I did a fair bit of work on Palaeoecology and Palaeobiogeography with an Australian university, climate change, including faily dramatic change is normal, a static climate for any geologically significant period of time is rare depending on the degree of change considered.
Reasons vary including vulcanism, solar activity, atmospheric gas and variations, bolide impacts, albedo changes, and many other factors.
Magnetic poles move creating magnetic polar wander curves and can change the shape of the Van Allen Belt but geographical pole variation is so very rare.
Plate drift rates vary but two million years is not much in geological time.
Northern Hemisphere climatic variation is higher than the Southern Hemispre due to the proportion of continental surface to ocean.
There are many papers on the Greenland topic you can choose your poison with those.
I will NOT be drawn to comment on anthropogenic climate change models.
In the cultural layers of medieval Gdańsk a signifcant
number of remains of fruits and nuts have been preserved.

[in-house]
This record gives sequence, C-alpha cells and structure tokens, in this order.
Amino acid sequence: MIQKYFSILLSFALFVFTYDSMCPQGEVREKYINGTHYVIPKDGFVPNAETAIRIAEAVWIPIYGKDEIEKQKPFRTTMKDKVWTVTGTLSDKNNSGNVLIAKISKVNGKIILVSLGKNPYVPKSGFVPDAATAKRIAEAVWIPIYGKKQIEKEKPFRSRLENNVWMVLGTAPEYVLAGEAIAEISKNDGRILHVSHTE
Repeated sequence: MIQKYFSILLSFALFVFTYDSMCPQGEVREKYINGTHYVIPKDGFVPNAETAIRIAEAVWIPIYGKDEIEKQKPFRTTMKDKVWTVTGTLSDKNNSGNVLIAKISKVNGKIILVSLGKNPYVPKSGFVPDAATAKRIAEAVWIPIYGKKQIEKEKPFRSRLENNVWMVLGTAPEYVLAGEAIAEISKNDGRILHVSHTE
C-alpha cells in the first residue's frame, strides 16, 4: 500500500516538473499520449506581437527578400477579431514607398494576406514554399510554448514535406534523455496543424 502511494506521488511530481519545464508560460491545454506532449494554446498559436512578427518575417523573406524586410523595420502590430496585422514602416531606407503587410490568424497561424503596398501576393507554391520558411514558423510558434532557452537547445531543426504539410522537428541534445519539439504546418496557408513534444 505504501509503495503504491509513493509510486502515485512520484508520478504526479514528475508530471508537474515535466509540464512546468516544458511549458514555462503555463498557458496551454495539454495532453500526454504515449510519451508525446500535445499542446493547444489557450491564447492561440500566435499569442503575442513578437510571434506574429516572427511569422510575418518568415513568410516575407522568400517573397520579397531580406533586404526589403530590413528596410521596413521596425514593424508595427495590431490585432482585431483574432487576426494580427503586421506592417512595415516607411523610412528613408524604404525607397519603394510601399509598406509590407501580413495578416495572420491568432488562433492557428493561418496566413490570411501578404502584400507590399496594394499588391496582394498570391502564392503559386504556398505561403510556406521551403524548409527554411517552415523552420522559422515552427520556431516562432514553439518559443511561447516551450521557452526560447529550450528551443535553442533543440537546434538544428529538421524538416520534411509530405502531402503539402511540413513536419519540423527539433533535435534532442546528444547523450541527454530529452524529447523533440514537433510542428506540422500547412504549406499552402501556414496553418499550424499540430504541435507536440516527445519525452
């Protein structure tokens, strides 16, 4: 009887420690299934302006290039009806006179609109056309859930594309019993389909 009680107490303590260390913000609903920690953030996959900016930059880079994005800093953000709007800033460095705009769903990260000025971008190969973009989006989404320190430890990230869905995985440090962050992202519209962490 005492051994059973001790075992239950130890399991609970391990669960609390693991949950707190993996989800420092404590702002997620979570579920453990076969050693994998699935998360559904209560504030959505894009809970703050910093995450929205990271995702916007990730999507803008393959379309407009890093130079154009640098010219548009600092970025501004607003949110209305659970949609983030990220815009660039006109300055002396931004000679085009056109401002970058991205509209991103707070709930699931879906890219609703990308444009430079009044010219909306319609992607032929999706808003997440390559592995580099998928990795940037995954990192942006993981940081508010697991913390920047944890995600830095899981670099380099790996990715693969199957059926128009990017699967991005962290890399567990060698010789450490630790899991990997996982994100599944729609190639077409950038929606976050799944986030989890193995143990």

Some of the fruit trees could have been cultivated in local
gardens and orchards. Numerous Prunus fruitstones, including P. domestica and P. domestica ssp. insititia, were found
in the 11th and 12th century samples from site 2, while other
sites showed the presence of Malus sp., Pyrus sp., Cerasus
vulgaris and C. avium. Ribes rubrum appeared in the 14th
century. Remains of Vitis vinifera and Ficus carica have
been found in the features dated to the 12th century and
Persica vulgaris to the 12th/13th century transition. It is
difcult to decide whether the grape pips are the remains of
imported raisins (Gade 2018) ***or perhaps of locally grown ***
***grapes used to make the wine needed by the church. The ***
***historical sources tell us that the Cistercians, who settled in *** Oliwa (now part of Gdańsk) in ad 1178 were obliged to grow vines (Badowicz 2017) and then in the 13th and 14th centuries several vineyards **were established in the region, mainly **
**due to the activity of the Teutonic Order (Tandecki 1997). **
**The relatively warm climate in the Baltic region in that ** period made viticulture possible
I remember talking with an agronomist when I was in the UK in the late 90’s and he spoke at length about the shorter and cooler growing season the UK has had since the 15th century and how yield per unit area in some of the same farms used today decreased as a result up until modern practices intervened.